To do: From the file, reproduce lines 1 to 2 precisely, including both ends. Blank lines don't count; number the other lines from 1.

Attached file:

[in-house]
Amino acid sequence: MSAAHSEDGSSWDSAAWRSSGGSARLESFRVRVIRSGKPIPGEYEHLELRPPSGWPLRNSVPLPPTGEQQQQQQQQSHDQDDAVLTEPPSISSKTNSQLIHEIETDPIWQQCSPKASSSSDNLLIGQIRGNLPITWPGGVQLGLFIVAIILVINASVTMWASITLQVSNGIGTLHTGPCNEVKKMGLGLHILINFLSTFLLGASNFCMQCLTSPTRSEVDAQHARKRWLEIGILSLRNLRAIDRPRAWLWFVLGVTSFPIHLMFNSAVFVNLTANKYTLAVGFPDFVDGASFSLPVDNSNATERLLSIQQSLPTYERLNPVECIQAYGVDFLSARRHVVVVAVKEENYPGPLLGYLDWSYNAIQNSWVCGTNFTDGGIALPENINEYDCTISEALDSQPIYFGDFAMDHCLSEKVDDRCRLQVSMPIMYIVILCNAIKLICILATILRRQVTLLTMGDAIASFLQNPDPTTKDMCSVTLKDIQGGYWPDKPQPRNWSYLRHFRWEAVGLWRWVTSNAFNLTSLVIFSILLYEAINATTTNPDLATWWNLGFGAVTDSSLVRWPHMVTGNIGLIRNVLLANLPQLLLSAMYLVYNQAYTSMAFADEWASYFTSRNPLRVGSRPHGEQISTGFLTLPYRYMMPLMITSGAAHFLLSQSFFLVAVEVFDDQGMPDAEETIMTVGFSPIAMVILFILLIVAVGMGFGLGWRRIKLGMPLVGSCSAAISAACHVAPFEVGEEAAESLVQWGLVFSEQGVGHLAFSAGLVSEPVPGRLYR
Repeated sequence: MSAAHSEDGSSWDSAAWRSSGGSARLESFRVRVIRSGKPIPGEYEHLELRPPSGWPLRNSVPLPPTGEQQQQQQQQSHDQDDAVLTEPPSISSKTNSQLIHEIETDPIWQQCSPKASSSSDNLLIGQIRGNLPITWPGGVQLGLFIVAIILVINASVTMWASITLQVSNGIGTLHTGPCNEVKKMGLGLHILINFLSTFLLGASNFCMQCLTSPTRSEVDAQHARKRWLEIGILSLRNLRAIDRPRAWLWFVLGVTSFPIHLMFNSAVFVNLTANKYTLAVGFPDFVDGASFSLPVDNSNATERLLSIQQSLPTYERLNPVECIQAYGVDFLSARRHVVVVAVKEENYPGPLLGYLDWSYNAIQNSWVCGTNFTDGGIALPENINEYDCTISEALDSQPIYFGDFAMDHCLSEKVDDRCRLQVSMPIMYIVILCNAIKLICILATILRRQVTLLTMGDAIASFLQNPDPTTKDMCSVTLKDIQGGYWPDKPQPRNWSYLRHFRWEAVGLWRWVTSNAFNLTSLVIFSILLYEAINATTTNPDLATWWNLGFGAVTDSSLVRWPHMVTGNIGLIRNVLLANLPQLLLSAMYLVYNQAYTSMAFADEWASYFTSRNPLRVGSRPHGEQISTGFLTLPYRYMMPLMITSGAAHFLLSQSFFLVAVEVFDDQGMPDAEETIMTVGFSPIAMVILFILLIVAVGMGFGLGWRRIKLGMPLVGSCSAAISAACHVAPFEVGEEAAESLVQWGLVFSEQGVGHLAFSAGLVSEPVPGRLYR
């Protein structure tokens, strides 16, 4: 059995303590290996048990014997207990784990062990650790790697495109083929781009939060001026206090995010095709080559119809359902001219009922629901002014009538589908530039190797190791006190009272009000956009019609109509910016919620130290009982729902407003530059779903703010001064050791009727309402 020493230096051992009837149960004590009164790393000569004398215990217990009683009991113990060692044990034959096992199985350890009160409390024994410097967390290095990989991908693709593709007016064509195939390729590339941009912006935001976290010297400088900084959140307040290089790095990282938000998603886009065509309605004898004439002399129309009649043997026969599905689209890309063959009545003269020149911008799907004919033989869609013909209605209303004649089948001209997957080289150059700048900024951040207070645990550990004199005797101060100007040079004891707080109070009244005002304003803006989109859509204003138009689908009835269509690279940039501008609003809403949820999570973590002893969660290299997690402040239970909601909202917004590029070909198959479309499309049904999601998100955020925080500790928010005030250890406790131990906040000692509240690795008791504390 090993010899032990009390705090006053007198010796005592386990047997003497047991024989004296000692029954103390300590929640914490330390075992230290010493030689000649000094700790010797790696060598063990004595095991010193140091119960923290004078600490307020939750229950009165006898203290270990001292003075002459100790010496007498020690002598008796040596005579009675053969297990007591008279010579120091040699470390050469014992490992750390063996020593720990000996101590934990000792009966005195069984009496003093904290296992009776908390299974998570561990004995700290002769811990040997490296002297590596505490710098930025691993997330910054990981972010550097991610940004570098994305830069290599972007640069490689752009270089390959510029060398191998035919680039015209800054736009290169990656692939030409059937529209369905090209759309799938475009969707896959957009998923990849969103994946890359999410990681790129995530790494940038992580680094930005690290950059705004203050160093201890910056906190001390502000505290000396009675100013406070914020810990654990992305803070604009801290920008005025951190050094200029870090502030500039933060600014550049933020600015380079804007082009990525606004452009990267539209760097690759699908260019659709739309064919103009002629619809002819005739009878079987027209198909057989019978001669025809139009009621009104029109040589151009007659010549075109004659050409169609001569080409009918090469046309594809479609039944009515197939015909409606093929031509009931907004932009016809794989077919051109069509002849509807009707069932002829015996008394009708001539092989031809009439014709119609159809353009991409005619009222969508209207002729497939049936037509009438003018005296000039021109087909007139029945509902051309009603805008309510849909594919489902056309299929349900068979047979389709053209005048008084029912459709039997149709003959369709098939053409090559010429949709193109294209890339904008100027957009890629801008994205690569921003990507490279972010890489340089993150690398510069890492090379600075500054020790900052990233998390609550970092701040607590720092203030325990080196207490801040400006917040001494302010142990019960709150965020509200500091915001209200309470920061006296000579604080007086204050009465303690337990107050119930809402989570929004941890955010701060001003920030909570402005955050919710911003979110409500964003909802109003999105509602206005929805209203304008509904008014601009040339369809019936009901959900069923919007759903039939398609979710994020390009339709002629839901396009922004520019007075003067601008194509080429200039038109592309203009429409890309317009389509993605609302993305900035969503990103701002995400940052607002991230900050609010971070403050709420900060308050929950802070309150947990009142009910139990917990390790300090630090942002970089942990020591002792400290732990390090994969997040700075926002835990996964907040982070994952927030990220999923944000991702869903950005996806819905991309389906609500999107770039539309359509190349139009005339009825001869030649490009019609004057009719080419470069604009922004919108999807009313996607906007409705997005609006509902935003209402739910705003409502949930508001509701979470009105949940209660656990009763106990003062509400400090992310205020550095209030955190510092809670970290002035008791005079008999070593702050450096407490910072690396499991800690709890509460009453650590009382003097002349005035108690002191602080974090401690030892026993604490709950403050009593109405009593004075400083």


[in-house]
Amino acid sequence: MSAAHSEDGSSWDSAAWRSSGGSARLESFRVRVIRSGKPIPGEYEHLELRPPSGWPLRNSVPLPPTGEQQQQQQQQSHDQDDAVLTEPPSISSKTNSQLIHEIETDPIWQQCSPKASSSSDNLLIGQIRGNLPITWPGGVQLGLFIVAIILVINASVTMWASITLQVSNGIGTLHTGPCNEVKKMGLGLHILINFLSTFLLGASNFCMQCLTSPTRSEVDAQHARKRWLEIGILSLRNLRAIDRPRAWLWFVLGVTSFPIHLMFNSAVFVNLTANKYTLAVGFPDFVDGASFSLPVDNSNATERLLSIQQSLPTYERLNPVECIQAYGVDFLSARRHVVVVAVKEENYPGPLLGYLDWSYNAIQNSWVCGTNFTDGGIALPENINEYDCTISEALDSQPIYFGDFAMDHCLSEKVDDRCRLQVSMPIMYIVILCNAIKLICILATILRRQVTLLTMGDAIASFLQNPDPTTKDMCSVTLKDIQGGYWPDKPQPRNWSYLRHFRWEAVGLWRWVTSNAFNLTSLVIFSILLYEAINATTTNPDLATWWNLGFGAVTDSSLVRWPHMVTGNIGLIRNVLLANLPQLLLSAMYLVYNQAYTSMAFADEWASYFTSRNPLRVGSRPHGEQISTGFLTLPYRYMMPLMITSGAAHFLLSQSFFLVAVEVFDDQGMPDAEETIMTVGFSPIAMVILFILLIVAVGMGFGLGWRRIKLGMPLVGSCSAAISAACHVAPFEVGEEAAESLVQWGLVFSEQGVGHLAFSAGLVSEPVPGRLYR